PHH and Associates submitted initial offers. Both firms proposed different rates depending on location. PHH also calculated an average percentage based upon the rates proposed for the 100 locations listed on the matrix. Associates provided totals which the agency used to calculate an average percentage.

As a result of the initial evaluation, PHH and Associates were included in the competitive range. During the evaluation of proposals, however, the Bureau apparently realized that the information given on the 100 representative homes might not encompass all of the possible homes in locations nationwide that would be subject to the contract's provisions. Accordingly, on July 25, the contracting officer sent essentially identical letters identical except for the individual contractor's average rates which have been deleted below instructing both offerors as follows:

"Our desire in the solicitation was to receive a flat rate fee for services specified. Your proposal shows an average rate of (%) for regular sales, (%) for amended sales, and ($) for marketing assistance. Please clarify your proposal to indicate flat rate fees for regular and amended sales. Final price evaluation will be accomplished by using these percentages as a multiplier against the listing of previous home sales provided."

This letter also requested a best and final offer (BAF0) from each firm to be submitted by August 8.

In response to the contracting officer's request, Associates submitted a BAFO containing one flat fixed rate, expressed as a percentage applicable to any home located nationwide, for all regular sales and another flat fixed rate for all amended sales nationwide.

In the cover letter to its BAFO, PHH explained that it offered two pricing alternatives. The first of these alternatives provided different rates depending on location. In its second alternative, PHH stated that it proposed a "flat fixed fee" providing "the same up-front fee for every property" with an appraisal value under $200,000. However, PHH's BAFO expressly excludes from this fee all homes appraised in excess of $200,000, and instead offers that such homes would be subject to a higher fixed rate which would be multiplied against the actual appraised value of the home. PHH was notified by the contracting officer in August that the protester appeared to be the prospective awardee, but that such determination was subject to required legal and other supervisory reviews.

After legal review of PHH's BAFO, however, the Bureau found that PHH had not modified its cost proposal as required in the Bureau's July 25 request. The Bureau reports that it found PHH's first alternate in its BAFO deficient because it still offered different rates dependent upon the geographic locations provided without indicating a flat percentage rate to be applied to all other locations nationwide. PHH, in its BAFO, also offered an alternative, as stated above, consisting of a separate flat fixed fee for properties with appraisal values under $200,000 and a higher flat fixed fee for properties with appraisal values more than $200,000, which the agency considered inconsistent with the RFP terms. The contracting officer, in the presence of the Bureau's chief of procurement, contacted PHH by telephone September 1 seeking clarification of the protester's offer. During that conversation, the contracting officer states that she explained to PHH that one flat fixed fee was required for each of the types of sales available rather than average rates as proposed by PHH in its BAFO. PHH's representative denies that a single rate was requested during this telephone conversation. Later on September 1, PHH sent by telefacsimile a written confirmation of its previously submitted BAFO.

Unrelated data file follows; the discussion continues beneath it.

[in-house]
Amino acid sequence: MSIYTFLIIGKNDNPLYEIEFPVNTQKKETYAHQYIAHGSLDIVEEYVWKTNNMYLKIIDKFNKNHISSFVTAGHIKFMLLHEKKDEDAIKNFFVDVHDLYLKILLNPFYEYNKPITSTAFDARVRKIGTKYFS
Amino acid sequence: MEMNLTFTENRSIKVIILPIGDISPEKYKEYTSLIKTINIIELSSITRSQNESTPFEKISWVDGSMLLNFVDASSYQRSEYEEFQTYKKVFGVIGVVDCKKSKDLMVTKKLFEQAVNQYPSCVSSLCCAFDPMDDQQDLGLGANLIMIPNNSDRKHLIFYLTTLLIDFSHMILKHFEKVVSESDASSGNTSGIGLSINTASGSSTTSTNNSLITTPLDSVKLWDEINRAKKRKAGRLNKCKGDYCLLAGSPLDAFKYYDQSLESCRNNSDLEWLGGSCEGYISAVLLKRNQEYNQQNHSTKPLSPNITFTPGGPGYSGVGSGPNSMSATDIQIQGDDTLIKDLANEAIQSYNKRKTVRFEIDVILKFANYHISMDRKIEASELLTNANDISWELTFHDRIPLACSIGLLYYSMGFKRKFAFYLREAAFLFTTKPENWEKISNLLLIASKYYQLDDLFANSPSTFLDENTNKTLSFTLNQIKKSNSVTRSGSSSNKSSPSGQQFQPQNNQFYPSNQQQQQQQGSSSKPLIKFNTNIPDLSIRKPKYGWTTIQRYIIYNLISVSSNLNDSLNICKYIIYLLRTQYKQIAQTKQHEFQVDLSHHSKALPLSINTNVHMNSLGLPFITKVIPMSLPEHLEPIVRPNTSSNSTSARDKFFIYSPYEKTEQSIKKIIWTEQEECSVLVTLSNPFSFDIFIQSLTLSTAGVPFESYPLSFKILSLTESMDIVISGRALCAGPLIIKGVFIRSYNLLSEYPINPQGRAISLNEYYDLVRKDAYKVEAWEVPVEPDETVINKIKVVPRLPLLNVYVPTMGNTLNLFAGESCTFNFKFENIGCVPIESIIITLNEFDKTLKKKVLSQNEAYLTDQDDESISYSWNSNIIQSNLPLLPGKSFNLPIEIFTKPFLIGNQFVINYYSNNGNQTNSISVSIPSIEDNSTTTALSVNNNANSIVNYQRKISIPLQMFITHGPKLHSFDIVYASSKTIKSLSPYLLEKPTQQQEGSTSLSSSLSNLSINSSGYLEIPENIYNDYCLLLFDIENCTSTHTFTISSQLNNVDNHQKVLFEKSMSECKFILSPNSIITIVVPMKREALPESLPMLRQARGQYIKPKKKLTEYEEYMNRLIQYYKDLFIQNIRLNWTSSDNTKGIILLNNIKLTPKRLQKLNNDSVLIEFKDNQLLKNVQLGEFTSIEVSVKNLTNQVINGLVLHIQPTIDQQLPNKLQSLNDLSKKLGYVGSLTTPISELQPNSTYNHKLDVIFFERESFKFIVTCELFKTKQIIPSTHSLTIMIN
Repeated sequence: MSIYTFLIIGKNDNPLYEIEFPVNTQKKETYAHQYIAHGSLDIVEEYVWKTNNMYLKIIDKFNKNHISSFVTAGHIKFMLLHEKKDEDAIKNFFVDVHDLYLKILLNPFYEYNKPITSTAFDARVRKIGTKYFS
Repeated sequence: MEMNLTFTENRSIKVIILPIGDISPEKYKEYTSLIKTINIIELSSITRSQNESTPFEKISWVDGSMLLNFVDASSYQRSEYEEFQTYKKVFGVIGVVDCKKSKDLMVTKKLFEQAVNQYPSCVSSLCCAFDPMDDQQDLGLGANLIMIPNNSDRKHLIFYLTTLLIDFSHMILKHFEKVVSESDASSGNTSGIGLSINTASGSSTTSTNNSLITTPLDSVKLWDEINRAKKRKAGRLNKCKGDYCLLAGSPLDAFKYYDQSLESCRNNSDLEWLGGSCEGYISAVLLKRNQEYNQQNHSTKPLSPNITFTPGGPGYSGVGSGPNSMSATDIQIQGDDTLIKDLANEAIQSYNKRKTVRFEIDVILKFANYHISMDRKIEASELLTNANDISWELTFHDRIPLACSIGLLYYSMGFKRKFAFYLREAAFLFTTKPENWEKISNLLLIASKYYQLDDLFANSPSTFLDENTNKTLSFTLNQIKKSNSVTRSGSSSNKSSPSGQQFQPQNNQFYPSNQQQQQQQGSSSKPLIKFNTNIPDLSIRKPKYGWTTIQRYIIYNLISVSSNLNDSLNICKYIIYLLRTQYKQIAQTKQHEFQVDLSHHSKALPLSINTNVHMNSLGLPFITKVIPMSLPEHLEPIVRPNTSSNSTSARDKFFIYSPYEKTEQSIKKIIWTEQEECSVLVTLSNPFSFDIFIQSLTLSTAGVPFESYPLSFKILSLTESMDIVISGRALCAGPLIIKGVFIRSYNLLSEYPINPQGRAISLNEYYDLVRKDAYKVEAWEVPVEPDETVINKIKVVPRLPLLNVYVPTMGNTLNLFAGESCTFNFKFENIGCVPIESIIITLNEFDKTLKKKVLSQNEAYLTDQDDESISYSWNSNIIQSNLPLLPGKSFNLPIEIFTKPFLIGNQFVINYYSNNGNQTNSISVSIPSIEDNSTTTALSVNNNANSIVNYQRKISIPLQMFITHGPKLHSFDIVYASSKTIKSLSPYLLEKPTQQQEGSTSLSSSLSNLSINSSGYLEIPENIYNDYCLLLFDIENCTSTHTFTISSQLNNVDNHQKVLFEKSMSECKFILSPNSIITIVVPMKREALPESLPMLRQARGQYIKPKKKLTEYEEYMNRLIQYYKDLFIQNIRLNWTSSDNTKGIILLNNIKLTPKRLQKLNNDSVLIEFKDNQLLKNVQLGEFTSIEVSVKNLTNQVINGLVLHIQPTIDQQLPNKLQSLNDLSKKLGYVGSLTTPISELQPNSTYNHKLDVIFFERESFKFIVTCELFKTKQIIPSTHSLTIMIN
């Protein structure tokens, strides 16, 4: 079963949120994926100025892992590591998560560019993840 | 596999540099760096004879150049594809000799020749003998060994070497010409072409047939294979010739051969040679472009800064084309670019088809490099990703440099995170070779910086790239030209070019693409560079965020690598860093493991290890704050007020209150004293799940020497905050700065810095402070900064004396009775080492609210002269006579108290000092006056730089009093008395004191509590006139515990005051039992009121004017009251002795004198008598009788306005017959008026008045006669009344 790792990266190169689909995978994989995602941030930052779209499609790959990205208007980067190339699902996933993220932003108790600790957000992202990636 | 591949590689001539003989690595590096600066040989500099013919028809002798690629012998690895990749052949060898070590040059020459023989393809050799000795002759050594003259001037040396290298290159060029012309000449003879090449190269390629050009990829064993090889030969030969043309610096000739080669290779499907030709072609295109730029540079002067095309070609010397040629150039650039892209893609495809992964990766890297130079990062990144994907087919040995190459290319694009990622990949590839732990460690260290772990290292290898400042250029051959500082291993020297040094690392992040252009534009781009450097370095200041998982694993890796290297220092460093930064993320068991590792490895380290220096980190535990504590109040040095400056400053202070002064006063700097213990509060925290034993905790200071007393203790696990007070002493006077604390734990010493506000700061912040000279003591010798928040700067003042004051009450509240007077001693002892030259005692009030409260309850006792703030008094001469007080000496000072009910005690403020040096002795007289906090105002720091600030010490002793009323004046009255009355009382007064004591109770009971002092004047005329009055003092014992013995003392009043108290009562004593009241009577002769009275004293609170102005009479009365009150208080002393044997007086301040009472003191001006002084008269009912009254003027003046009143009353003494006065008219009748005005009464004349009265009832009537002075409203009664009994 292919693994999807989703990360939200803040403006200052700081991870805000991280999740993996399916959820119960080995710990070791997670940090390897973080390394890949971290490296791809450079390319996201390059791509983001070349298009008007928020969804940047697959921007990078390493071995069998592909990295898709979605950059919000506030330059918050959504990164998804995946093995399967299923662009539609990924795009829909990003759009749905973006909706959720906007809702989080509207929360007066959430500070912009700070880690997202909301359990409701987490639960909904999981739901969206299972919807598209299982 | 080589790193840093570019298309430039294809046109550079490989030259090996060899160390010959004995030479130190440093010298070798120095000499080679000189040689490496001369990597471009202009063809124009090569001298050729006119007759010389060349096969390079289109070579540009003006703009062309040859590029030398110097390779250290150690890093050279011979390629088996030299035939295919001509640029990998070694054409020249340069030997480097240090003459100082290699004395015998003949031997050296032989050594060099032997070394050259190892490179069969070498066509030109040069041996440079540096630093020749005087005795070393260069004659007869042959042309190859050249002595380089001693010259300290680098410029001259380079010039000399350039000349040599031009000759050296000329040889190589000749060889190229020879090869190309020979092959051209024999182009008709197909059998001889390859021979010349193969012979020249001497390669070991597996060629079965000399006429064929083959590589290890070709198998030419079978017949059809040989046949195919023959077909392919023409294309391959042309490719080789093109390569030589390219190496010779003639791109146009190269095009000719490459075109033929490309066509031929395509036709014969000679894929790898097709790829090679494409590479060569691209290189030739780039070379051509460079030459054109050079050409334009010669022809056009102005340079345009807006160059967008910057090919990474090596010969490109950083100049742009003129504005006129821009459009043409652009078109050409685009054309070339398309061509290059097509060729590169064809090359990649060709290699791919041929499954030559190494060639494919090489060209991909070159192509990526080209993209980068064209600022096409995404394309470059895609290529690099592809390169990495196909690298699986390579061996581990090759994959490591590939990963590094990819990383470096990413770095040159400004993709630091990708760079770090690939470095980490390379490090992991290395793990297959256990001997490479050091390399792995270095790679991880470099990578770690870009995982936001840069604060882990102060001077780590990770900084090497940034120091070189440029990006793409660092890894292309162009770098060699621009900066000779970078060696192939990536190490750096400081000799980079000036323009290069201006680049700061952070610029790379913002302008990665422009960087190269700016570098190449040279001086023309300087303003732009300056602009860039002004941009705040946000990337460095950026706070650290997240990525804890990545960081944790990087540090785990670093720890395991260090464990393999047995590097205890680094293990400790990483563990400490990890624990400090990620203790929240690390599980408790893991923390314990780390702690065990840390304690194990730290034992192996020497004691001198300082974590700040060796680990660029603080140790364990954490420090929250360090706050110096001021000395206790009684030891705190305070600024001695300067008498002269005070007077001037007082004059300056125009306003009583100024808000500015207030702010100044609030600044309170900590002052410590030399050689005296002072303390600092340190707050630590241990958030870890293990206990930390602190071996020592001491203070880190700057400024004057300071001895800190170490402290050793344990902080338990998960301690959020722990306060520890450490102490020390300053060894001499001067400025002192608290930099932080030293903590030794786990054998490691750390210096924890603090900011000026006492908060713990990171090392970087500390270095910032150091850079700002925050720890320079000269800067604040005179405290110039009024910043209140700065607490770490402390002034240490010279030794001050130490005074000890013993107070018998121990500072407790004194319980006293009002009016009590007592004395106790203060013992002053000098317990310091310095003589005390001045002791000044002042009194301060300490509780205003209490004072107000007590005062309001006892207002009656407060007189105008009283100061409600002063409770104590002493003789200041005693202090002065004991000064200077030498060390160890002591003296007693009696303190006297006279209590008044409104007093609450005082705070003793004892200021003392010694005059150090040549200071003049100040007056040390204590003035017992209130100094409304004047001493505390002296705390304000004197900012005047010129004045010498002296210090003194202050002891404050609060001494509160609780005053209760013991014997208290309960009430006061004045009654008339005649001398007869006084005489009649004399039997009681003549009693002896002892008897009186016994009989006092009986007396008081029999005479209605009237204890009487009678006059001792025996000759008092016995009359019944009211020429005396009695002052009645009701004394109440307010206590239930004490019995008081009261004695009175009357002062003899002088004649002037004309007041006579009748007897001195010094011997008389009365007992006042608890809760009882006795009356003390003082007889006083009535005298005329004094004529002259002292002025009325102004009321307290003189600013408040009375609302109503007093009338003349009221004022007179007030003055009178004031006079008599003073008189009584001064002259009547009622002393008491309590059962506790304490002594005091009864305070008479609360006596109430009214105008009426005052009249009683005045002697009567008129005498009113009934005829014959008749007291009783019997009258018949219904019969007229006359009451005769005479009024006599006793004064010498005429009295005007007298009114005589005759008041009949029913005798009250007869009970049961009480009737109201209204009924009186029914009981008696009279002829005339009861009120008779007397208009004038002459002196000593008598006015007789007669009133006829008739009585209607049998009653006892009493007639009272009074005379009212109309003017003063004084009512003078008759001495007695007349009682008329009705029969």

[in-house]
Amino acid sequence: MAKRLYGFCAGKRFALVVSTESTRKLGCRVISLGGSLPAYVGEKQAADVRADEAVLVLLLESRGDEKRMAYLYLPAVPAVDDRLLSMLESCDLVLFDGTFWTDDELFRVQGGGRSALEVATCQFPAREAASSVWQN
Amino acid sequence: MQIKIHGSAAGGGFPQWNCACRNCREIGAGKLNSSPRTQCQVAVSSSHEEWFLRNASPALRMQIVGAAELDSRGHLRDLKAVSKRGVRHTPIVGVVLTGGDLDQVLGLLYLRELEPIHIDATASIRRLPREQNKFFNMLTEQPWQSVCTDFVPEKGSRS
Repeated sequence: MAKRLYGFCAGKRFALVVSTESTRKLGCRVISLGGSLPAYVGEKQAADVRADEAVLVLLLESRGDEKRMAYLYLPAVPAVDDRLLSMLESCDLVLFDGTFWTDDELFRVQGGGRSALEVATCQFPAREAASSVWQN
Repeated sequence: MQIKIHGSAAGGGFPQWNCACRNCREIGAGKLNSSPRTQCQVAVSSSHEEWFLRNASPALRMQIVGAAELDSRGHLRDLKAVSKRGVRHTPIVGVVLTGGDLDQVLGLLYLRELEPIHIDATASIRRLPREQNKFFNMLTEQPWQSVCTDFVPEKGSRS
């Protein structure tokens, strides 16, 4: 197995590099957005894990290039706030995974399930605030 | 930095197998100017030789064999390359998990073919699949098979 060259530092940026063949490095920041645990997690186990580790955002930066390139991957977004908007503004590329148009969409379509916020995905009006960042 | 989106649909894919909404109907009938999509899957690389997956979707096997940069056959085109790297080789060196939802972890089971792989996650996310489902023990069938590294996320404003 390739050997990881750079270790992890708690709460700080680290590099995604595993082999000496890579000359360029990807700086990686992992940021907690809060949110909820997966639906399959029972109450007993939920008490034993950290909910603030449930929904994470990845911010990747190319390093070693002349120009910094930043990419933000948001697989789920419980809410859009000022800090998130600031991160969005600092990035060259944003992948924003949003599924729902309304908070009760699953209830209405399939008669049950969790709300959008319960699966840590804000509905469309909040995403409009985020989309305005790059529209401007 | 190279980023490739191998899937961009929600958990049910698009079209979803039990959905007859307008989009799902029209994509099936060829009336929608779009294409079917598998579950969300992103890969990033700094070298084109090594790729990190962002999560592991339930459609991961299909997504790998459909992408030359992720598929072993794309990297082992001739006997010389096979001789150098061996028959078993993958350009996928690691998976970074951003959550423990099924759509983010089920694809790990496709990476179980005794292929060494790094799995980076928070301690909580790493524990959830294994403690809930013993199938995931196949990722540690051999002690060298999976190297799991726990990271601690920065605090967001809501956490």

The Bureau thereafter concluded that PHH's matrix pricing did not meet the agency's needs. Based upon its determination that PHH failed to cure what it considered to be a material pricing deficiency, the Bureau rejected PHH's BAFO. An award of a contract under the RFP was made to Associates on September 20. This protest followed. The Bureau has advised our Office that in accordance with its determination of the best interests of the government, it has directed Associates to continue performance of the contract despite the pending protest.

The protester argues it was never informed of the single flat rate fee requirement and that the solicitation should have been formally amended to advise all offerors of this requirement. We are not persuaded by these arguments.